Devotion to the
The link between devotion to Mary's Immaculate Heart and the Sacred Heart of Jesus is shown in the following passage:
"...a short time after Pascal had carried out the first experiments in modern physics and Descartes had perfected the mathematical instruments which would make possible the development of the sciences, Jesus appeared to an obscure nun and, showing her his heart, said to her: 'This is the heart that has so loved men.'
"Then, as men did not listen to the message of Paray-le-Monial and the corruption of the world continued, the Virgin Mary appeared to the children at Fatima; she showed them her heart and said: 'The Lord wishes to establish devotion to my Immaculate Heart in the world. If what I say is done, many souls will be saved and there will be peace.'
"The remedy that God offers for the evils of the world is to show us his heart and that of his Mother. 'We have learned to recognize the love God has in our regard, to recognize it, and make it our belief,' said St John (I John 4.16).
"The Christian solution to the problem and desperate call of the world will always be to believe in love, to give ourselves up to it and so receive the will and the strength to serve others." (Fr Henri Marduel, "The Christian Pursuit," London, Burns & Oates, 1964, p. 22).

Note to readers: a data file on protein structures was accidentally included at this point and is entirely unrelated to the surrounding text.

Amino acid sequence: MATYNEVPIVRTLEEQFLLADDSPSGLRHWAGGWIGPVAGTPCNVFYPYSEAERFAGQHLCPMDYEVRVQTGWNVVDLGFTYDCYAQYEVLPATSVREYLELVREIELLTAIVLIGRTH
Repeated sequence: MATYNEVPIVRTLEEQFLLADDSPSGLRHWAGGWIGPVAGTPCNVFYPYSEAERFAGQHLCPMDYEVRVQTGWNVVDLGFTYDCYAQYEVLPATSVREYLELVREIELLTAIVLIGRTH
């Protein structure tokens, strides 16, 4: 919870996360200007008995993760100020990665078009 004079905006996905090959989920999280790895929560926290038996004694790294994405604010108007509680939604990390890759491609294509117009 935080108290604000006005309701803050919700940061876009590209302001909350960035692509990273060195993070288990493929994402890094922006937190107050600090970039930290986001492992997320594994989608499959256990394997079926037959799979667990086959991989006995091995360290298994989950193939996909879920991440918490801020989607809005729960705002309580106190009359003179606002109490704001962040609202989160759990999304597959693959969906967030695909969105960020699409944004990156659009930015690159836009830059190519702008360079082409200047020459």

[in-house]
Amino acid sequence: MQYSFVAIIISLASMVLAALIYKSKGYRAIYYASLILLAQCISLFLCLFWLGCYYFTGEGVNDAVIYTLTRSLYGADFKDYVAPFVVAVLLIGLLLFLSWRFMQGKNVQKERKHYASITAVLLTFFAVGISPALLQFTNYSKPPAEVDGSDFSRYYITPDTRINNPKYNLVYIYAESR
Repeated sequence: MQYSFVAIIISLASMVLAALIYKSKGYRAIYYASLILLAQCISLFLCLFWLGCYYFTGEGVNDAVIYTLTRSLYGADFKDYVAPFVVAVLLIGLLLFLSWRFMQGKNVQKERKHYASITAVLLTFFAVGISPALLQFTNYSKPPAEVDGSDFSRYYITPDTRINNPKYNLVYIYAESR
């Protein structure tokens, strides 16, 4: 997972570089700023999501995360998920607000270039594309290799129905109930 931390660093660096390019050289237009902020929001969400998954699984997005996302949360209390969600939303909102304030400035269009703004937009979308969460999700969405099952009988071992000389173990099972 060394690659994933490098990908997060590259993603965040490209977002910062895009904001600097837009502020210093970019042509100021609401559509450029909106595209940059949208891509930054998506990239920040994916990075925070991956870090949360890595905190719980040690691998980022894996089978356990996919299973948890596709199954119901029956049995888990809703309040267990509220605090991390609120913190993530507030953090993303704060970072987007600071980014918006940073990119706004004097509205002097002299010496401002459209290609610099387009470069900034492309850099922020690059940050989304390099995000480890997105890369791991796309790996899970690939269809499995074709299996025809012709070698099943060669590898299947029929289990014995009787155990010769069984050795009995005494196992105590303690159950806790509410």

Historically, devotion to the Heart of Mary grew up in parallel, but at a lesser pitch than that of devotion to the Heart of Jesus, only starting to become more prominent during the time of St John Eudes. Even then it was not until after the Apparitions at Rue du Bac concerning the "Miraculous Medal" made to Catherine Labouré in 1830, and the establishment of a society dedicated to the Immaculate Heart of Mary, at the Church of Our Lady of Victories in Paris in 1836, that this particular devotion became really well known.
Since then devotion to the Immaculate Heart of Mary, has gradually grown more widespread in the Church, particularly since the apparitions at Fatima.
The main difference between these two devotions is that the one concerned with Jesus emphasises his divine heart as being full of love for mankind, but with this love for the most part being ignored or rejected, while devotion to Mary's heart is essentially concerned with the love that her heart has for Jesus, for God.
It is not an end in itself, and really the love of her heart is meant to be a model for the way we should love God. So as in all things Marian, she leads us closer to God, rather than becoming an obstacle in our way. The fact that her heart is immaculate, that is sinless, means that she is the only fully human person who is able to really love God in the way that he should be loved.
Honouring Mary's Immaculate Heart is really just another way of honouring Mary as the person who was chosen to be the Mother of God, recognising her extraordinary holiness and the immense love she bestowed on Jesus as his mother, the person who was called to share in and co-operate in his redemptive sufferings.
The whole aim of this devotion is to unite mankind to God through Mary's heart, and this process involves the ideas of consecration and reparation. A person is consecrated to Mary's Immaculate Heart as a way of being completely devoted to God. This involves a total gift of self, something only ultimately possible with reference to God; but Mary is our intermediary in this process of consecration.